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Archive for December, 2010

Holiday Pork Butts.

Joy to the Butt!  Or, perhaps I should say Jingle Butts?  Or maybe Deck the Butts with Gobs of Dry Rub?  Well say what you will, but slow cooking  two, 10+ pound pork shoulders for lunch tomorrow is definitely worth singing about. 

Two butts on the grill today.

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Smoked Whitefish

Smoked whitefish

Smoked Whitefish freaked me out as a kid.  On football Sundays, my parents would buy these yellowed, wrinkled whole fish at the deli that looked so disgusting, you wouldn’t feed them to your cat.

At the game, they’d peel back the butcher paper, spread this cold, nasty-looking meat on Melba Toast, and go “Mmm… Mmmm…” while devouring it with their oily fingers. Nauseating, the whole thing.  Or maybe that was just because the football team was so bad, I’m not sure.

Anyway, I had written off smoked whitefish as repulsive until, a few years back, my wonderful wife declared that she loved the stuff.  No doubt, I had to give it another try.

Yeah, I was wrong about smoked whitefish.  A lot wrong.

Smoked whitefish is a salty, smoky treat that works as an appetizer, as an alternative to boring old tuna fish in sandwiches, or as my parents seemed to understand, something to keep your mind off how bad your football team is playing.

First a note for any beginners… (or skip to the recipe further below)

…about the fish

My first question was: What is a Whitefish, anyway?  This took me a while for me to figure out.  Is white fish a type of fish, or fish that just happens to be white? I learned that most smoked whitefish is cod, whiting, haddock, hake or pollock.

But that doesn’t mean you can’t use other types of fish.  I used Mediterranean seabass (aka: branzino, bronzini or branzini).

(For an update, please see  Smoked Whitefish: The Mackerel Edition.)

Apparently, what you’re really looking for are fish with a high oil content, because hypothetically, the fat does a good job at soaking up the smoky flavor.  My theory is that fatty fish is better because it’s fatty, but hey, I’m no marine epicurbiologist.  I may have to do a smoked fish taste test one of these days.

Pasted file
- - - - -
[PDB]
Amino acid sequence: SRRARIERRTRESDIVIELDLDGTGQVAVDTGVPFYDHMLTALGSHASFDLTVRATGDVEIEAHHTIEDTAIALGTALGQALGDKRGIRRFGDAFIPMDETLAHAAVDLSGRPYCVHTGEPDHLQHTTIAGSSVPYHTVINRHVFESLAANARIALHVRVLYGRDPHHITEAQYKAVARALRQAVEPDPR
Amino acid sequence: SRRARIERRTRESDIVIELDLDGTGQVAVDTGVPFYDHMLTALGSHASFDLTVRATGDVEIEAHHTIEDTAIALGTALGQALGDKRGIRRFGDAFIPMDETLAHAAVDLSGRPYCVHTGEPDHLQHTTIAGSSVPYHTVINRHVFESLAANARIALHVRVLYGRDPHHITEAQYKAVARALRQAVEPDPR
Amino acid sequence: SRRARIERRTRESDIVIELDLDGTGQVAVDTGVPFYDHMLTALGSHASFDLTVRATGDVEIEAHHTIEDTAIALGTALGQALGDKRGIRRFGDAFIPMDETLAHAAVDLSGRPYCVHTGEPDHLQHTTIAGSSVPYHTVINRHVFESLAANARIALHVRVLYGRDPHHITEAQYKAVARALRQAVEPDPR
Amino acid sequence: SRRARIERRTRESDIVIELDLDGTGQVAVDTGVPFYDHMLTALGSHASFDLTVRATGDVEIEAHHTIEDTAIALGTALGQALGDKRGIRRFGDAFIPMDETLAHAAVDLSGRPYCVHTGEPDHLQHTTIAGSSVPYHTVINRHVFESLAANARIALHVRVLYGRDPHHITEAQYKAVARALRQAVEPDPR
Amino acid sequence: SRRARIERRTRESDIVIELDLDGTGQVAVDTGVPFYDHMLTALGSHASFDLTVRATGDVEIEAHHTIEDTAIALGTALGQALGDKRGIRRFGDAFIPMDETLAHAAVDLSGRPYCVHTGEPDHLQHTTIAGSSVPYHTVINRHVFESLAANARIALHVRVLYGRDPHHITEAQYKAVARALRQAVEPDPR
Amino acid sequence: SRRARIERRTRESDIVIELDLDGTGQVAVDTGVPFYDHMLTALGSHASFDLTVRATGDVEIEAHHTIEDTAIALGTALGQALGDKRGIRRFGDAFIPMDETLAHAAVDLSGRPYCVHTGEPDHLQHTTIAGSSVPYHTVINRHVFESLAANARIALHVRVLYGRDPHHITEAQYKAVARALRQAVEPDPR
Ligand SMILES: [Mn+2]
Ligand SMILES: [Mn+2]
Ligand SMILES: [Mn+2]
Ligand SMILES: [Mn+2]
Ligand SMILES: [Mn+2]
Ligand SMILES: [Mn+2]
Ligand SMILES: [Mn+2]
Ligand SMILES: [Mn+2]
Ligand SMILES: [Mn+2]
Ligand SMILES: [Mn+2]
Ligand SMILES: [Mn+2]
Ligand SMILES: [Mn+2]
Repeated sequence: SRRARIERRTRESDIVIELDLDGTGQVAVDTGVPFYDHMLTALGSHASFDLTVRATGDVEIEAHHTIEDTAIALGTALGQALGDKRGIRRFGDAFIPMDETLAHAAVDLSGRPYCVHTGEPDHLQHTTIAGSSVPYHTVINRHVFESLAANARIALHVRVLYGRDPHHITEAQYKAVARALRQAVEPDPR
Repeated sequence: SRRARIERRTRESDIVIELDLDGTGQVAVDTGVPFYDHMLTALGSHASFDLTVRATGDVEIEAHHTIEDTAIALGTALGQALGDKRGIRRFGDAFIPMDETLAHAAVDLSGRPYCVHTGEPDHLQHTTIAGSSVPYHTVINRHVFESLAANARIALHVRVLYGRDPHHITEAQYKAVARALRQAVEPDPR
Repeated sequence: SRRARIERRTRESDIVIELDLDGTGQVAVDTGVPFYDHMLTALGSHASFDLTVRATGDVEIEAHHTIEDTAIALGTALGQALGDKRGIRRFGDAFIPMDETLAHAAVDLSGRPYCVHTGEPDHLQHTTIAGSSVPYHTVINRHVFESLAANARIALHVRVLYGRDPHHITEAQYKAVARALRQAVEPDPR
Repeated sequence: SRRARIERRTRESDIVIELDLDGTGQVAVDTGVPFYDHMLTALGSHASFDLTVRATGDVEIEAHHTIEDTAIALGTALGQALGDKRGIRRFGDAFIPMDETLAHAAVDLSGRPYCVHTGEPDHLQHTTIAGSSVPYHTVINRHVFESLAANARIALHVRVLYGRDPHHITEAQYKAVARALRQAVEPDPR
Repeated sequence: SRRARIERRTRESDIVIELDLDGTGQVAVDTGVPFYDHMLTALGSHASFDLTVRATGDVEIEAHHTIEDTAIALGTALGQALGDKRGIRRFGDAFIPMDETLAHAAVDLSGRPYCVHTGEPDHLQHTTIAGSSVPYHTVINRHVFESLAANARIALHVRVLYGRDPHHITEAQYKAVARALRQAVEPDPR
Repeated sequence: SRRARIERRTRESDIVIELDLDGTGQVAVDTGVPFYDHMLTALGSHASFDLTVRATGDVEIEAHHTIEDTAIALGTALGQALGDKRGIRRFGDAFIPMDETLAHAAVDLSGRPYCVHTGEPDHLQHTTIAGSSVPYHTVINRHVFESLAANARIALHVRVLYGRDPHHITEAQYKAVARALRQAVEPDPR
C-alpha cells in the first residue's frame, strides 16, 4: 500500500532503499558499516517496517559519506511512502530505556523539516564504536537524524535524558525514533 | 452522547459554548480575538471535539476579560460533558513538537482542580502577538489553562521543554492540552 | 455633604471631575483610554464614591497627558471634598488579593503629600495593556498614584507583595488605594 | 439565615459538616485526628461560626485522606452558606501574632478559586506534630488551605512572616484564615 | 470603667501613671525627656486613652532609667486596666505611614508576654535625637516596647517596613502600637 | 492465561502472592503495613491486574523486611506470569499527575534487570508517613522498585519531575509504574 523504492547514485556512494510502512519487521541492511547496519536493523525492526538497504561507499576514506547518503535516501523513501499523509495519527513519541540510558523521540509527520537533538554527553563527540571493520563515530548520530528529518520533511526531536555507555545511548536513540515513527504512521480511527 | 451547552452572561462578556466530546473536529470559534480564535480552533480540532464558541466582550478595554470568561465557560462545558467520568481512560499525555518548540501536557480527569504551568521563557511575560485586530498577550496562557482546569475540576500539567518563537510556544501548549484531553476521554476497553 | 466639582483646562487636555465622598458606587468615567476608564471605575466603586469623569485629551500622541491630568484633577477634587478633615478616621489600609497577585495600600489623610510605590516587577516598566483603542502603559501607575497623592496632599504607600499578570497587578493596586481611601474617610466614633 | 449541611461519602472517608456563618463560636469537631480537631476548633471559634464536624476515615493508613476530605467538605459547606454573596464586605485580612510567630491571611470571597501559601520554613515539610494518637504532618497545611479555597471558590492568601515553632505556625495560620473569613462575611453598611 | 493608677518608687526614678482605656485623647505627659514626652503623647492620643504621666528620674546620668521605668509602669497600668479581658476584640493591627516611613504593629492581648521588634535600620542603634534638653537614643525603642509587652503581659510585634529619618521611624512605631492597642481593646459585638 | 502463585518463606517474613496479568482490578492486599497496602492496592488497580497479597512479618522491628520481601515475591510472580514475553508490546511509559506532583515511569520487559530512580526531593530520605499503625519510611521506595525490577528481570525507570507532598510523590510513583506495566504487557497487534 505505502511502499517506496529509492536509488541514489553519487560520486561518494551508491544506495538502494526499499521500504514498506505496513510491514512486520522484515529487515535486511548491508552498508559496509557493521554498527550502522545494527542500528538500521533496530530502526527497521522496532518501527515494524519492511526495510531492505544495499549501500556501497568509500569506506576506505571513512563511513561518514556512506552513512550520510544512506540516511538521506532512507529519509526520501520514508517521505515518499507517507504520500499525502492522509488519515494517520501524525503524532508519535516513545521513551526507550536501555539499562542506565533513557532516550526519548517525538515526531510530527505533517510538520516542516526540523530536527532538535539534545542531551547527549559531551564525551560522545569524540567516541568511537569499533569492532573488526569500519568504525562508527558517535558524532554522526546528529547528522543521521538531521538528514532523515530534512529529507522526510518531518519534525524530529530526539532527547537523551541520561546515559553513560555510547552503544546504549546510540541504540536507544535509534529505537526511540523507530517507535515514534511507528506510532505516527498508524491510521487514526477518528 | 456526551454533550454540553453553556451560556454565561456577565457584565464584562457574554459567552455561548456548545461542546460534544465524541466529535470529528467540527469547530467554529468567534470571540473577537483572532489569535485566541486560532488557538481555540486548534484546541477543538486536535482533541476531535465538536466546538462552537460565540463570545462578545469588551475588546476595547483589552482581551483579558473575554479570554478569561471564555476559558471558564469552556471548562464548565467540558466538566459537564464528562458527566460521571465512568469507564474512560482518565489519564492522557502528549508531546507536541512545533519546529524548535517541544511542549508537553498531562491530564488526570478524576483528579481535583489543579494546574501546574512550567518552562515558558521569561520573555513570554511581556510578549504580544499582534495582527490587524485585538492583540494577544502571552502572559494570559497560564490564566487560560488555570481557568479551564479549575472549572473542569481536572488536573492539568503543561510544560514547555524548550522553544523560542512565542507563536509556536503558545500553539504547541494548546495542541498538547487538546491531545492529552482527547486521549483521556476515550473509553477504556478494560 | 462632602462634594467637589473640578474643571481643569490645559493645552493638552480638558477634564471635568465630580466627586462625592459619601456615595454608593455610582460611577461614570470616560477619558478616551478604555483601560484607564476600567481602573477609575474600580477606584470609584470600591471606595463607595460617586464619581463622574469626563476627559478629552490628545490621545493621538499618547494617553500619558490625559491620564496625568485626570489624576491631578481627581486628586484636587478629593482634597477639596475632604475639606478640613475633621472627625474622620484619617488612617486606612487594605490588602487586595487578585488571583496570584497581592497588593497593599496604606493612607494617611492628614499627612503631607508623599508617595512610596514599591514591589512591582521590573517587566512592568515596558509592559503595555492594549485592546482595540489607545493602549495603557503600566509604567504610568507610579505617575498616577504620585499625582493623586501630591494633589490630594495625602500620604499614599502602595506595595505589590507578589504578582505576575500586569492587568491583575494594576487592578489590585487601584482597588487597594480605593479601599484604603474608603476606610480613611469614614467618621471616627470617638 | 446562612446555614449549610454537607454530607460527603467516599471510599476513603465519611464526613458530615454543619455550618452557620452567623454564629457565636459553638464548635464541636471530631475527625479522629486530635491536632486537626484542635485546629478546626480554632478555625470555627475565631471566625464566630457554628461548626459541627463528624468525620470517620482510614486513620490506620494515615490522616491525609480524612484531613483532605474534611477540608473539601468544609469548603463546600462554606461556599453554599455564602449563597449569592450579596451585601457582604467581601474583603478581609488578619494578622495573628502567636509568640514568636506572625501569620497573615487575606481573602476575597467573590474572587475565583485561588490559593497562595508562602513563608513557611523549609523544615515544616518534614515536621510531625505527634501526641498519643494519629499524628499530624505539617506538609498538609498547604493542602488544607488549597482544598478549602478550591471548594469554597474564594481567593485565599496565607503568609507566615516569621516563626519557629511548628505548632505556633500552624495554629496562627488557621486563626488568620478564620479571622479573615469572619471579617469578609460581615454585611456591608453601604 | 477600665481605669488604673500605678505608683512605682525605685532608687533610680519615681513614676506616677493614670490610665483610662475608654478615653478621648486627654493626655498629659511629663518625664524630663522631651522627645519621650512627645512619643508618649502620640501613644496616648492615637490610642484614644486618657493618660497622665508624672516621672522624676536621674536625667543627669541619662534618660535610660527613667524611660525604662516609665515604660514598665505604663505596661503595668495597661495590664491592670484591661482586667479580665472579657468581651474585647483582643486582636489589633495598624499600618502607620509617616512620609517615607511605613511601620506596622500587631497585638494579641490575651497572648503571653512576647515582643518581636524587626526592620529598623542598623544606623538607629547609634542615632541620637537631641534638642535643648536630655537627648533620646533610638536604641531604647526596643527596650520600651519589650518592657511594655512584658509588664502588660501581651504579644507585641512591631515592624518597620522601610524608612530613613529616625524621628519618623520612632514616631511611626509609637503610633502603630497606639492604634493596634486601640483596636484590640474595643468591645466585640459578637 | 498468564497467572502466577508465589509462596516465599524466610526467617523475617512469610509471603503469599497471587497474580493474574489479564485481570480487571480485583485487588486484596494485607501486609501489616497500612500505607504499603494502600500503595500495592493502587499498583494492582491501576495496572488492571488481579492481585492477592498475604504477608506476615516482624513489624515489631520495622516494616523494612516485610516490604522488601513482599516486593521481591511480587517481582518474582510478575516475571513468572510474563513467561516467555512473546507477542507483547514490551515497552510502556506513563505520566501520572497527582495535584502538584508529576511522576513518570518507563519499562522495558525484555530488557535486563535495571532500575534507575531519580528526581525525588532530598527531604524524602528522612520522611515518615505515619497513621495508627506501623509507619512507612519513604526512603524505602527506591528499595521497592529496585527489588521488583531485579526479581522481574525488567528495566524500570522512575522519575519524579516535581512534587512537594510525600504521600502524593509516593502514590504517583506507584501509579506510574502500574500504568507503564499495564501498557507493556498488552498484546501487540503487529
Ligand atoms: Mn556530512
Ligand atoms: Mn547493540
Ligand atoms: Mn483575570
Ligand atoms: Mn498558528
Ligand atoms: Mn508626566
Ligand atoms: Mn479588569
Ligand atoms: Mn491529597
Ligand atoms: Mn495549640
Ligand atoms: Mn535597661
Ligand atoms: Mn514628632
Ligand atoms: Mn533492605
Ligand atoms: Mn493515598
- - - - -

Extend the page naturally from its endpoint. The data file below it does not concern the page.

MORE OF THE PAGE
… about smoking fish safely

As for smoking fish, it is a pretty simple process of brining then cooking at ridiculously low temperatures over a lot of wood.   I was a bit concerned that I was going to smoke fish in the Kamado and not an official smoker, but that wasn’t a problem at all.  The Kamado did a great job smoking the fish, and it was frankly easier to keep the Kamado below 200 than at my usual slow cook temperatures.

The only source of conflict I found among fish smoking techniques was “at what temperature does one declare the fish safely done?”   In fact, the word “conflict” doesn’t quite capture it. Who knew there was so much bitter controversy in the otherwise happy world of barbecue?

The majority of sources will tell you not to smoke the fish past 130 degrees.  But official sounding sources (aka: sources that have legal representation), will tell you fish isn’t safe to eat unless it hits 165 degrees.   Other sources say fish is safe to eat after some time at 145 degrees.  Yet, many of us happily eat sushi and enjoy our fish not cooked at all.

So, I decided to rely upon the academics.  I followed the guidelines in this article from OSU, which basically says, cook it low for 3 to 5 hours, then turn up the heat to get the fish to 160 at the end just to kill any nasties that may have developed.   Read this for the full recommendation: http://cru.cahe.wsu.edu/CEPublications/PNW238/PNW238.pdf

Oh, and I also took a few clues from this guy:

Ok, on to the Recipe:

Brining – 12 to 24 hours

I placed scaled, gutted and cleaned (but not filleted, and heads still attached!) fish into the following brine mixture:

6 cups water

1/3 cup sugar

½ cup Kosher salt

½ cup brown sugar

1/3 cup soy sauce

2 Tbs of minced garlic

½ tablespoon pepper

4 whole bay leaves

Mix up the brine thoroughly. Place the brine and the fish into an airtight container, and refrigerate until 1 hour before you intend to start your cook.

Prepping for the cook   

Light your grill as usual. While it’s heating make the following preparations.

Make a foil bath for a hickory chips, and get the wood soaking

Remove the fish from brine, pat dry with paper towels, but do not rinse.  Place on a cooling rack to dry.

Dispose of the used brine.

Stabilize your grill temperature at or near 130 degrees.

Place the foil bath directly on top of the coals, but in addition to that, add several handfuls of dry hickory wood chips directly on top of the coals. You may need to add more later.

Cooking

Cook at the 100 to 130 degree temperature for at least 3 hours, but it may take much longer depending on your fish and temperatures. Some argue that anything more than 6 hours doesn’t really add much additional flavor.

The hickory chips should be providing plenty of smoke. If not, add more.

Using a good thermometer, you’ll want to see the flesh of the fish reach 130 degrees.

Crank up the heat (e.g. to between 200 and 225 degrees) and keep a close eye on the fish temperature.

Once the fish reaches 160 degrees, lower the temperature again to below 200degrees – just enough to  keep the fish at or slightly above 160 degrees for 30 minutes or so.

That’s it.

I ate the fish both warm and cold, and I have to say, I much preferred it chilled.  I also prefer it on a cracker to a bagel, because I like to taste more fish than bread.

My hope is to try a variety of different kinds of whitefish to determine what I like the best.  If you have a favorite, definitely let me know.

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